National Survey of Speeding and Unsafe Driving Attitudes and Behavior: 2002: Volume II: Findings
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National Survey of Speeding and Unsafe Driving Attitudes and Behavior: 2002: Volume II: Findings

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  • Alternative Title:
    National Survey of Speeding and Unsafe Driving Attitudes and Behavior: 2002: Volume 2: Findings
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    Final report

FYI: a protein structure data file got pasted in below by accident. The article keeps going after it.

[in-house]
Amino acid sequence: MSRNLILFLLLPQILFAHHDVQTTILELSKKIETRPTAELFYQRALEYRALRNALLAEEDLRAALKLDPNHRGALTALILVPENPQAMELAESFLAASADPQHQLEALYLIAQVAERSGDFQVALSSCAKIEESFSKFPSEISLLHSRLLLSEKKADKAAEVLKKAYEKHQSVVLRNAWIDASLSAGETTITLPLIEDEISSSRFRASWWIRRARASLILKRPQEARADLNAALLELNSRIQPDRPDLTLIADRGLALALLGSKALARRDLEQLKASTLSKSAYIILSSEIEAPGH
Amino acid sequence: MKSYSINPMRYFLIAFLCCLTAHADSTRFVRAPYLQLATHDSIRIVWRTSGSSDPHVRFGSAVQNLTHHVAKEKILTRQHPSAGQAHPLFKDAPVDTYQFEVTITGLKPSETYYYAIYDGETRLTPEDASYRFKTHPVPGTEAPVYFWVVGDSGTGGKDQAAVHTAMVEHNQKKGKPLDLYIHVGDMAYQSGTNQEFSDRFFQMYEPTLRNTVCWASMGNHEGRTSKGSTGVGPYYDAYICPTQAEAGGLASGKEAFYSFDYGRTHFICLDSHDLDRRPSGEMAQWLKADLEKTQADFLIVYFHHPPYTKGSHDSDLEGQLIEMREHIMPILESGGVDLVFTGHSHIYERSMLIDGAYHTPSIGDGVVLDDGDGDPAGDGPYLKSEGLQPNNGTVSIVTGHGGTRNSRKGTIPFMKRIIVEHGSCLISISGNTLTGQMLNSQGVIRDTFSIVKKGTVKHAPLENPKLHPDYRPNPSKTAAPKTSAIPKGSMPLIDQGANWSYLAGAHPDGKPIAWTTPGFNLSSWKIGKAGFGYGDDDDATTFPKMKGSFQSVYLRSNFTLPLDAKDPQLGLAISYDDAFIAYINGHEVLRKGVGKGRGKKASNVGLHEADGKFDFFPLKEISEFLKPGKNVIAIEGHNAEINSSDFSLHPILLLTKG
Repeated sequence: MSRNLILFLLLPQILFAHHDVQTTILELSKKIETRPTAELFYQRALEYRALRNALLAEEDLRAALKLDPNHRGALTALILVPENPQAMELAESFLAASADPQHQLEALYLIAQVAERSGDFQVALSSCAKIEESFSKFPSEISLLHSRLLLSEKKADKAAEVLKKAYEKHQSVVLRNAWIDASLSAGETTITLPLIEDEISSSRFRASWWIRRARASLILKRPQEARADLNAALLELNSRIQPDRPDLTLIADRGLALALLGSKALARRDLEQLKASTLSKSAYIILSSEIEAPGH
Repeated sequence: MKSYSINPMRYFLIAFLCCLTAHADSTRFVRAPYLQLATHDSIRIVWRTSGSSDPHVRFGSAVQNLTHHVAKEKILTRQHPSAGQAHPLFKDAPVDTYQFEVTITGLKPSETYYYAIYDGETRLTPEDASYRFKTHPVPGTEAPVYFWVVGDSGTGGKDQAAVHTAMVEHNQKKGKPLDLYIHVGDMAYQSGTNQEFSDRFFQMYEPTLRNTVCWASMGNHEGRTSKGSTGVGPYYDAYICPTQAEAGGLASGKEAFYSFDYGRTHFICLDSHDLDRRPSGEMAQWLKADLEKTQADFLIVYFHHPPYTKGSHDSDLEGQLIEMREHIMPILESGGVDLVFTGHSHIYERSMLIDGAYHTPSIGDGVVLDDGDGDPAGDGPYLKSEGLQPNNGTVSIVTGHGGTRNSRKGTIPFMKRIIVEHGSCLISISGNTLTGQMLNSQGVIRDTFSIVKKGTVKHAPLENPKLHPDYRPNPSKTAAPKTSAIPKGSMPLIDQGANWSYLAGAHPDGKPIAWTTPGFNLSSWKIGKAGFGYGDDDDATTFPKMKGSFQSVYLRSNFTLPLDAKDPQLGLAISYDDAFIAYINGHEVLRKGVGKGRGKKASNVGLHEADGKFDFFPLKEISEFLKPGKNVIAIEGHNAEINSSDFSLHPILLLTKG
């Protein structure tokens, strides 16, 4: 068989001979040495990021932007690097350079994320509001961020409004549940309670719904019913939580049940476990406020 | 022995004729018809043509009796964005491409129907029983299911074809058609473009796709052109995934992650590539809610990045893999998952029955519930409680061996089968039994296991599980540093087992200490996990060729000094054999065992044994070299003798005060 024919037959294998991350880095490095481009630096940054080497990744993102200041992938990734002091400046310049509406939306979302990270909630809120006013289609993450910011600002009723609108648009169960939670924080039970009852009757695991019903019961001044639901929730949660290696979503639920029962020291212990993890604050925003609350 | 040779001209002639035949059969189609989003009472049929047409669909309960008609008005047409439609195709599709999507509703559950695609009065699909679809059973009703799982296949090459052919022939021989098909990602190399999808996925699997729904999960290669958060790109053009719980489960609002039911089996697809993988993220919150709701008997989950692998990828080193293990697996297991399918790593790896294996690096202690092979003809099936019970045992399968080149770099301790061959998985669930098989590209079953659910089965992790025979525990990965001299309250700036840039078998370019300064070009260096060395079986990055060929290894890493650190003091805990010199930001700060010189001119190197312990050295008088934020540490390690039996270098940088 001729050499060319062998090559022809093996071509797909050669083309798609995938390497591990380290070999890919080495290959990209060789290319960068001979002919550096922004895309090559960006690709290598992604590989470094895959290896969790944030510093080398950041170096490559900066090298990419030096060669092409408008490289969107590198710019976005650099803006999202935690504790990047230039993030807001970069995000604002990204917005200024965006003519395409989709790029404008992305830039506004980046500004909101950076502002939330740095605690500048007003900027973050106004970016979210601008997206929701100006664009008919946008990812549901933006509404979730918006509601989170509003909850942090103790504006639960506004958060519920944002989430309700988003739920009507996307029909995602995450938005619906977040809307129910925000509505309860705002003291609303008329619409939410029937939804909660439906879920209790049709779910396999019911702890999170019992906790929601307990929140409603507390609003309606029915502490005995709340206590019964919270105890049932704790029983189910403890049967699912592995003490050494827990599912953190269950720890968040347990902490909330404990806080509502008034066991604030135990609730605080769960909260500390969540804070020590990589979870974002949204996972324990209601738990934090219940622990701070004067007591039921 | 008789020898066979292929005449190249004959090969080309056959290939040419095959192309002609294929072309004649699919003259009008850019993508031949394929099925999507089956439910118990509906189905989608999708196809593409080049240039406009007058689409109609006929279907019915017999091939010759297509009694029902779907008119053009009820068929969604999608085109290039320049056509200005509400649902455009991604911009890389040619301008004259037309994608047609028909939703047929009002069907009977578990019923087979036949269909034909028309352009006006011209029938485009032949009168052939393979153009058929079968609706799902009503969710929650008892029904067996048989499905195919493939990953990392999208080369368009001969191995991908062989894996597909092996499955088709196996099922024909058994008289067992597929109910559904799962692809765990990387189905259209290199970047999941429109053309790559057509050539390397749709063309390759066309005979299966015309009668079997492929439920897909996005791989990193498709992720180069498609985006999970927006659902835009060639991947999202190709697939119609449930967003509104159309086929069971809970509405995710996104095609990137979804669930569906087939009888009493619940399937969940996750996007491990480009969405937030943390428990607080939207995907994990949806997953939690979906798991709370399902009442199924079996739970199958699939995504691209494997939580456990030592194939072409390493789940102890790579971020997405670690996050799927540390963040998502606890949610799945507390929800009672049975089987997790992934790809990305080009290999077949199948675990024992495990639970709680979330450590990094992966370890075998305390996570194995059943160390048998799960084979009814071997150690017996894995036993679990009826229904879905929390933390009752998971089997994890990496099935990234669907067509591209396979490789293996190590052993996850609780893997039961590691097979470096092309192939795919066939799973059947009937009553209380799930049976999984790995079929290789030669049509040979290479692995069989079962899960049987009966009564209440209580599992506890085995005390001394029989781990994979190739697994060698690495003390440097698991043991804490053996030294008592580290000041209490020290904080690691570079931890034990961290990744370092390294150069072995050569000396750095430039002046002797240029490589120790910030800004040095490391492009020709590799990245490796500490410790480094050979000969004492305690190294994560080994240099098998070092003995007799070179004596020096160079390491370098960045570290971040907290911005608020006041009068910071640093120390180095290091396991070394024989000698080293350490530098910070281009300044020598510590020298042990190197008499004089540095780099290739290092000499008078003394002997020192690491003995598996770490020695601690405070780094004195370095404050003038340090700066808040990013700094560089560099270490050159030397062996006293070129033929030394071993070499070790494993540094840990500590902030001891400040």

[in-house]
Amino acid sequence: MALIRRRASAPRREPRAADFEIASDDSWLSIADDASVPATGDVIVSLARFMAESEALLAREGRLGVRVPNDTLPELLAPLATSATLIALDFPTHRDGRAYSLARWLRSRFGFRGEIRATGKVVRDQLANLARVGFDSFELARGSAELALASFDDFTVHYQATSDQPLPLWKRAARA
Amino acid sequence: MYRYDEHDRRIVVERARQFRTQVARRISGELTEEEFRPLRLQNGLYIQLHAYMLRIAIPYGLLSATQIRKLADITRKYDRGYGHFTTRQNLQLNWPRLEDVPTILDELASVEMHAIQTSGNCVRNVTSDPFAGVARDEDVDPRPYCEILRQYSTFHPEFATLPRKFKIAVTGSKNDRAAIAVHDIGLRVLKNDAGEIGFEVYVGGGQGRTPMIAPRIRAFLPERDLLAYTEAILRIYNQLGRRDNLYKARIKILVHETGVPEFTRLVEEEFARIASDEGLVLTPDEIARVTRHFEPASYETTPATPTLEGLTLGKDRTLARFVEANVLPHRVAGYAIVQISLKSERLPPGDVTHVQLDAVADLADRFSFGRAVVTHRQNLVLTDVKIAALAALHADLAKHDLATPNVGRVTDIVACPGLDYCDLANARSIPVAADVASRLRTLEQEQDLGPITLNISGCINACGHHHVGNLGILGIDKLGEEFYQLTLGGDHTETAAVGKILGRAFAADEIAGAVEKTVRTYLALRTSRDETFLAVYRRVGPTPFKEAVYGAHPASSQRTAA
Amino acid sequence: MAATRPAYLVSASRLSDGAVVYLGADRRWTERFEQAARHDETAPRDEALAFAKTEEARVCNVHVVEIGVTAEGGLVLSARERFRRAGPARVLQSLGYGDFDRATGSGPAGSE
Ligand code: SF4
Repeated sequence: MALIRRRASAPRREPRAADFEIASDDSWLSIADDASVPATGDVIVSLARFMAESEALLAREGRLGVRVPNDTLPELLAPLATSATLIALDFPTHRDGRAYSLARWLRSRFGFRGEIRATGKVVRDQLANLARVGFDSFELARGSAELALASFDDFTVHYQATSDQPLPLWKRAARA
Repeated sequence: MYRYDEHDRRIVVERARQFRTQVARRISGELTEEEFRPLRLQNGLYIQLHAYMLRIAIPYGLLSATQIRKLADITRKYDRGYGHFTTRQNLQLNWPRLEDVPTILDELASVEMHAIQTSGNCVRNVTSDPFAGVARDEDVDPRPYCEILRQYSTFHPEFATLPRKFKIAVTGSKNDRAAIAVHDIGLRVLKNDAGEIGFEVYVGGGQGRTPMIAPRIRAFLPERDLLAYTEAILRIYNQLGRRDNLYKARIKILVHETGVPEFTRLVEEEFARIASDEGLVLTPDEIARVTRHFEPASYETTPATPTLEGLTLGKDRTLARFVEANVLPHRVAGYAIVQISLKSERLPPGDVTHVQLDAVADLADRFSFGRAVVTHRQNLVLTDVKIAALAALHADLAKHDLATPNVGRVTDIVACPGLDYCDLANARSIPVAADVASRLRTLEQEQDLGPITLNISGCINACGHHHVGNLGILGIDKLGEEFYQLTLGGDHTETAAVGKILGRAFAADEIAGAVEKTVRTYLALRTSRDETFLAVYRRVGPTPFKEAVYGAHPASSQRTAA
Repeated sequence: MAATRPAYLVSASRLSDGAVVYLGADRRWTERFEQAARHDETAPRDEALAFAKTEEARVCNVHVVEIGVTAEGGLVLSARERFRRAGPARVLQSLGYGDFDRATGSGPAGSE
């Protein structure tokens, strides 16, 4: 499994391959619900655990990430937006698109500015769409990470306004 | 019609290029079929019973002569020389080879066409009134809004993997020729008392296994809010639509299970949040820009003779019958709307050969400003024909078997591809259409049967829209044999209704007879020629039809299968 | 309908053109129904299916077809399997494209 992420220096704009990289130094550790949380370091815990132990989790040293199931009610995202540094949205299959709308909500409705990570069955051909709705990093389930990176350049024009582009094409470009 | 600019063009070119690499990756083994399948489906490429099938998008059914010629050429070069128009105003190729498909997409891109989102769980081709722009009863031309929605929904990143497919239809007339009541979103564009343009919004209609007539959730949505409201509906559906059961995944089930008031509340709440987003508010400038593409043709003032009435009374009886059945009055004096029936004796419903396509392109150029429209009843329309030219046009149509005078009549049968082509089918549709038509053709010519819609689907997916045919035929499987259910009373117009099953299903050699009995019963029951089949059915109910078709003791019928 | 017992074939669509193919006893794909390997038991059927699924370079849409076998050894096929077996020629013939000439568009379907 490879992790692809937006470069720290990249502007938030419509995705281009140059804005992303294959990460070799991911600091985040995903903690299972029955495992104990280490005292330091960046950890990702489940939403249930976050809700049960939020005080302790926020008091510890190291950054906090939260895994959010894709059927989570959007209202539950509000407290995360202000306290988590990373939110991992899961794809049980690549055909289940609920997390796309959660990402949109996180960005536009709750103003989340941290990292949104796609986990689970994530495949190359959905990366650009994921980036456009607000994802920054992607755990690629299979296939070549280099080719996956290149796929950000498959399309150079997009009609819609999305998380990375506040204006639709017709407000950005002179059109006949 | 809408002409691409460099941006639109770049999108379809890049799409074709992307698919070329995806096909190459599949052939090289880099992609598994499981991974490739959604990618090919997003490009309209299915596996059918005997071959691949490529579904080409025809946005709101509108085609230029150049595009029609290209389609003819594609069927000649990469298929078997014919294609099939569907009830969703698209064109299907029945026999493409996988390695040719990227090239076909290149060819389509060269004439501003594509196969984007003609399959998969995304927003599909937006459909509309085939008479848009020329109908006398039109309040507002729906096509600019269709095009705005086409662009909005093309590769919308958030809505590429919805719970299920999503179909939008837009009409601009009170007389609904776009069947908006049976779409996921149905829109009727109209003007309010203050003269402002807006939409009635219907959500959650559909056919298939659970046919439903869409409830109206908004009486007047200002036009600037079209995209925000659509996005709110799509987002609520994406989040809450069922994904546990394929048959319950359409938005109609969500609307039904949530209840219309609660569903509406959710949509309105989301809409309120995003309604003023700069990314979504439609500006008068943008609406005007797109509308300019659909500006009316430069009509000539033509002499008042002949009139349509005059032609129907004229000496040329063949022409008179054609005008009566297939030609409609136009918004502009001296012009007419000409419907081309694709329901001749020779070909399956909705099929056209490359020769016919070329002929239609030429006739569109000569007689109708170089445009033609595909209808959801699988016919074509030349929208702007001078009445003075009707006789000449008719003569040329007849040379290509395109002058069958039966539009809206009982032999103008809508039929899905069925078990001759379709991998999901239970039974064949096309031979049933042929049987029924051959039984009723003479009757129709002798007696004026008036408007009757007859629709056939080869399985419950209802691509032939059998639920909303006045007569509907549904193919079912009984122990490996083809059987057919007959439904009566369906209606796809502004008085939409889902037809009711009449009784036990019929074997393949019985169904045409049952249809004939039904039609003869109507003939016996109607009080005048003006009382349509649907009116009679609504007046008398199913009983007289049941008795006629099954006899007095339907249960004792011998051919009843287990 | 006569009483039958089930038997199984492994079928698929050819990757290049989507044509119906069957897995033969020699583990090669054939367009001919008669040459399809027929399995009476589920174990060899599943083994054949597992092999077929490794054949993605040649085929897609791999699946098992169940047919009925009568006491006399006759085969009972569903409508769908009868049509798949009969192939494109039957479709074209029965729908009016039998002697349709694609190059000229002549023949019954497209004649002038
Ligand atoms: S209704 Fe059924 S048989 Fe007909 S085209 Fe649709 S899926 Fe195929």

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    This report represents findings from a survey on speeding and unsafe driving attitudes and behaviors. The data come from a pair of studies undertaken by the National Highway Traffic Safety Administration (NHTSA) to better understand drivers' behaviors and attitudes regarding speeding, unsafe driving, distracted and drowsy driving. This report, Volume II: Findings Speeding and Unsafe Driving presents the data on American drivers' reported behaviors and attitudes surrounding speeding and other unsafe and aggressive driving behaviors. Volume I: Findings National Survey of Distracted and Drowsy Driving reports respondent's behaviors and attitudes on various topics related to distracted and drowsy driving, while Volume III: Methods Report describes the methods used to conduct the interviews and analyze the data, and also contains the questionnaires. The data come from two surveys each conducted among nationally representative samples of drivers during the Spring of 2002. Interviews were conducted with a total of 4,010 drivers in the U.S. The survey findings show that speeding is a pervasive behavior with most drivers driving over the posted speed within the past month. Drivers are most likely to speed on non-interstate multi-lane roads. Younger and male drivers are most likely to speed. Drivers seem to believe that they can drive about 7-8 MPH over the posted speed before they will be ticketed. While most drivers speed at least occasionally, most also feel the speed limits on different road types are "about right." However, about 20% feel the limits are too low on non-interstate multi-lane roads and 35% say the limits on multi-lane interstates are too low. Drivers see the average "ideal" speed limit for interstate highways at around 67 MPH, though half feel the limit should be 70 MPH or higher. Nearly four in ten drivers say they would still continue to drive over the posted speed limit if the limit on interstates was raised by 10 MPH. The majority of drivers (58%) feel that someone driving at least 10 MPH over the posted limit would be at least somewhat more likely than a driver at the limit to have a crash. Two-thirds (68%) of drivers feel that other drivers' speeding is a major threat to their own personal safety. While speeding behavior is pervasive, drivers report lower levels of other unsafe driving behaviors such as entering an intersection as the light turns from yellow to red (51% at least sometimes) and rolling stops at stop signs (42%). Fewer than one in ten drivers report other risky driving behaviors such as tailgating, making illegal U-turns, driving through stop signs without slowing, drunk driving, running red lights, and racing other vehicles. However, at least one in six drivers reports "normally" encountering tailgating, weaving in and out of traffic, and cars running red lights. Many drivers feel that enforcement of non-speeding unsafe behaviors is too lax, with half or more seeing too little enforcement of tailgating, weaving and running red lights. A majority of drivers feel that automated photo enforcement of unsafe drivers is a good idea.
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